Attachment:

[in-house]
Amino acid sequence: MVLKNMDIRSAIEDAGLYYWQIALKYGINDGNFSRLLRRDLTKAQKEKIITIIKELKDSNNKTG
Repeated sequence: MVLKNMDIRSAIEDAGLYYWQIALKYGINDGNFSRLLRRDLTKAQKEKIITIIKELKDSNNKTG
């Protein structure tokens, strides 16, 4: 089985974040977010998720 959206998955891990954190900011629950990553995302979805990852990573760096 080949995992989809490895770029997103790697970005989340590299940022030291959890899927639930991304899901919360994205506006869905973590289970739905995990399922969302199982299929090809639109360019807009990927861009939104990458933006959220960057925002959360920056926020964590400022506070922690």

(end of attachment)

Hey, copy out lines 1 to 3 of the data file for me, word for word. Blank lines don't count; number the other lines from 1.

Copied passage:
[in-house]
Amino acid sequence: MVLKNMDIRSAIEDAGLYYWQIALKYGINDGNFSRLLRRDLTKAQKEKIITIIKELKDSNNKTG
Repeated sequence: MVLKNMDIRSAIEDAGLYYWQIALKYGINDGNFSRLLRRDLTKAQKEKIITIIKELKDSNNKTG